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ProduceIQ: Prices whiplash as Georgia volume knocks

After only a moment of record high prices, markets begin descending.

The overall industry’s price decline has two major drivers: supply volume increased in both vegetables in South Georgia and stone fruit from the Northwest.

Georgia’s spring season is fast and furious. Prices in the dry vegetable category fall each year when Georgia hits full harvesting stride.

Although harvesting began a little late this season, Georgia has now arrived. The famous red Georgia clay is producing quality pepper and a wide variety of vegetables. Georgia’s XL green bell pepper has fallen from $20 to $10 in two weeks.

Interestingly, California peppers have remained high at $18. Due to the cost of freight and the majority, (58%) of the U.S. population, living East of the Mississippi river, the norm is for FOB prices on the East Coast to exceed that of the West Coast.

Not so today. A gap in the transition from Coachella to the San Joaquin growing regions is keeping prices high. At these prices, this pepper needs to stay local in the West.

Georgia pepper prices will fluctuate, though tend to decline in early June and rise in early July when volume slows.

ProduceIQ Index: $1.14 /pound, -9.5 percent over prior week
Week #22 ending June 4th

Blue Book has teamed with ProduceIQ BB #:368175 to bring the ProduceIQ Index to its readers. The index provides a produce industry price benchmark using 40 top commodities to provide data for decision making.

Stone fruit season starts with high prices and then descends after the volume of supply increases.

Each year varies, but this general pattern holds. Retailers eager to have the first cherries (or peaches or nectarines) are willing to pay more for the early fruit. Prices fall as higher volume comes online and needs to move quickly.

Nectarines started the season with a bang at $35, and now they are $25. The historical norm falls until volume begins to plateau around week 24. San Joaquin volume remains high until week 35 and steadily tails off for another month.

Prices start high; of course, these are on low volume until the San Joaquin season ramps up.

San Joaquin valley supplies the vast majority of nectarines, peaking at around 12 million pounds per week (USDA movement data for 2019).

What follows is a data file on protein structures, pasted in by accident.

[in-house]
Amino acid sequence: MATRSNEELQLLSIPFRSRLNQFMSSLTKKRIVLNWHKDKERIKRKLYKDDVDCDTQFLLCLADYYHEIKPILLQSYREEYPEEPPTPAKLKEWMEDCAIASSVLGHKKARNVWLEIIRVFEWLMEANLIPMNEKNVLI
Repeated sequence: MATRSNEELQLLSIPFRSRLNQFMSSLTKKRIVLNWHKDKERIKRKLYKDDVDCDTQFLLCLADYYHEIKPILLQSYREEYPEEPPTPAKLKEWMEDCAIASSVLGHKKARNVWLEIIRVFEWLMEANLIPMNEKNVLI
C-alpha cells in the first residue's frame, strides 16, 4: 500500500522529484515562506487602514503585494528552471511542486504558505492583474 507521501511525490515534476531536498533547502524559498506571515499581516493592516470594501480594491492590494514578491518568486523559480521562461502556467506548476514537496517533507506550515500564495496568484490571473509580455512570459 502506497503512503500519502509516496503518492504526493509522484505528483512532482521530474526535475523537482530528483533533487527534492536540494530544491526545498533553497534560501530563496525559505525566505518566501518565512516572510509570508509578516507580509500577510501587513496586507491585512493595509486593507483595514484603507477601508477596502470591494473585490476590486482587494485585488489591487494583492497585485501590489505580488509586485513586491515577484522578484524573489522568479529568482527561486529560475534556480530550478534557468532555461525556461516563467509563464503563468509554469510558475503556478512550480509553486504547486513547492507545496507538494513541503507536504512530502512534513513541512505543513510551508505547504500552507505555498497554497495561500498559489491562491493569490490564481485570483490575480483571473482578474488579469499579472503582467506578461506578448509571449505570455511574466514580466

Tomatoes are an exception. As a category, tomatoes jumped 25 percent last week. Roma volumes are reducing, causing a 40 percent price increase to over $16. Georgia hasn’t begun meaningful harvest of cherry or grape tomatoes. Anticipate prices to fall as June progresses.

Grape tomatoes exceed $16 per case (12 1-pint clamshells) during a transitional gap.

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ProduceIQ Index

The ProduceIQ Index is the fresh produce industry’s only shipping point price index. It represents the industry-wide price per pound at the location of packing for domestic produce, and at the port of U.S. entry for imported produce.

ProduceIQ uses 40 top commodities to represent the industry. The Index weights each commodity dynamically, by season, as a function of the weekly 5-year rolling average Sales. Sales are calculated using the USDA’s Agricultural Marketing Service for movement and price data. The Index serves as a fair benchmark for industry price performance.

Mark Campbell was introduced to the fresh produce industry as a lender for Farm Credit. After earning his MBA from Columbia Business School, he spent seven years as CFO for J&J Family of Farms and later served as CFO advisor to several produce growers, shippers and distributors. In this role, Mark saw the impediments that prevent produce growers and buyers to trade with greater access and efficiency. This led him to cofound ProduceIQ.